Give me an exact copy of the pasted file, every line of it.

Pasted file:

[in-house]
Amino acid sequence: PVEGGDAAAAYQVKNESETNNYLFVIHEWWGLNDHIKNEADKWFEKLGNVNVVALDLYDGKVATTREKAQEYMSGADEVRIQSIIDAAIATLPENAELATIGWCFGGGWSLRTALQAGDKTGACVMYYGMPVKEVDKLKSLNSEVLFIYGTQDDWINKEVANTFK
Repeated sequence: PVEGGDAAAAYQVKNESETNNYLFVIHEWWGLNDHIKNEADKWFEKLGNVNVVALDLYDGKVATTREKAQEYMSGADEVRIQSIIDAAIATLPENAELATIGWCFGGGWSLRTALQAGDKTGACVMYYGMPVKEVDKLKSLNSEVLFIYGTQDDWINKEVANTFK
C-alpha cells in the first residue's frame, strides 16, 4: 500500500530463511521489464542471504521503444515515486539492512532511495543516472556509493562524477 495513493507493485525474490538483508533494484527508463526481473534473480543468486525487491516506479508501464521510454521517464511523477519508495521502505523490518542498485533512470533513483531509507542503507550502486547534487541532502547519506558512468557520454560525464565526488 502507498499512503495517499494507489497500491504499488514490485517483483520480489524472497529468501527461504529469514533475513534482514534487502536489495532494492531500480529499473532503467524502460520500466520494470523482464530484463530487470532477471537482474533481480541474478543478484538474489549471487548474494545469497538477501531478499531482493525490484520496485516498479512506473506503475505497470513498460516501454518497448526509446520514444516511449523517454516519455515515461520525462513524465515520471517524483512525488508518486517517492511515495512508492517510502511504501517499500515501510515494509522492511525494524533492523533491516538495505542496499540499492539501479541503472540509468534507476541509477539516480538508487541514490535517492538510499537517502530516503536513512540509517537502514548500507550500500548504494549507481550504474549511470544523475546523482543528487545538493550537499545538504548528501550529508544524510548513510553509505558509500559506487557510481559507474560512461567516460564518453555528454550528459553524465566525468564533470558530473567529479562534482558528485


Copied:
[in-house]
Amino acid sequence: PVEGGDAAAAYQVKNESETNNYLFVIHEWWGLNDHIKNEADKWFEKLGNVNVVALDLYDGKVATTREKAQEYMSGADEVRIQSIIDAAIATLPENAELATIGWCFGGGWSLRTALQAGDKTGACVMYYGMPVKEVDKLKSLNSEVLFIYGTQDDWINKEVANTFK
Repeated sequence: PVEGGDAAAAYQVKNESETNNYLFVIHEWWGLNDHIKNEADKWFEKLGNVNVVALDLYDGKVATTREKAQEYMSGADEVRIQSIIDAAIATLPENAELATIGWCFGGGWSLRTALQAGDKTGACVMYYGMPVKEVDKLKSLNSEVLFIYGTQDDWINKEVANTFK
C-alpha cells in the first residue's frame, strides 16, 4: 500500500530463511521489464542471504521503444515515486539492512532511495543516472556509493562524477 495513493507493485525474490538483508533494484527508463526481473534473480543468486525487491516506479508501464521510454521517464511523477519508495521502505523490518542498485533512470533513483531509507542503507550502486547534487541532502547519506558512468557520454560525464565526488 502507498499512503495517499494507489497500491504499488514490485517483483520480489524472497529468501527461504529469514533475513534482514534487502536489495532494492531500480529499473532503467524502460520500466520494470523482464530484463530487470532477471537482474533481480541474478543478484538474489549471487548474494545469497538477501531478499531482493525490484520496485516498479512506473506503475505497470513498460516501454518497448526509446520514444516511449523517454516519455515515461520525462513524465515520471517524483512525488508518486517517492511515495512508492517510502511504501517499500515501510515494509522492511525494524533492523533491516538495505542496499540499492539501479541503472540509468534507476541509477539516480538508487541514490535517492538510499537517502530516503536513512540509517537502514548500507550500500548504494549507481550504474549511470544523475546523482543528487545538493550537499545538504548528501550529508544524510548513510553509505558509500559506487557510481559507474560512461567516460564518453555528454550528459553524465566525468564533470558530473567529479562534482558528485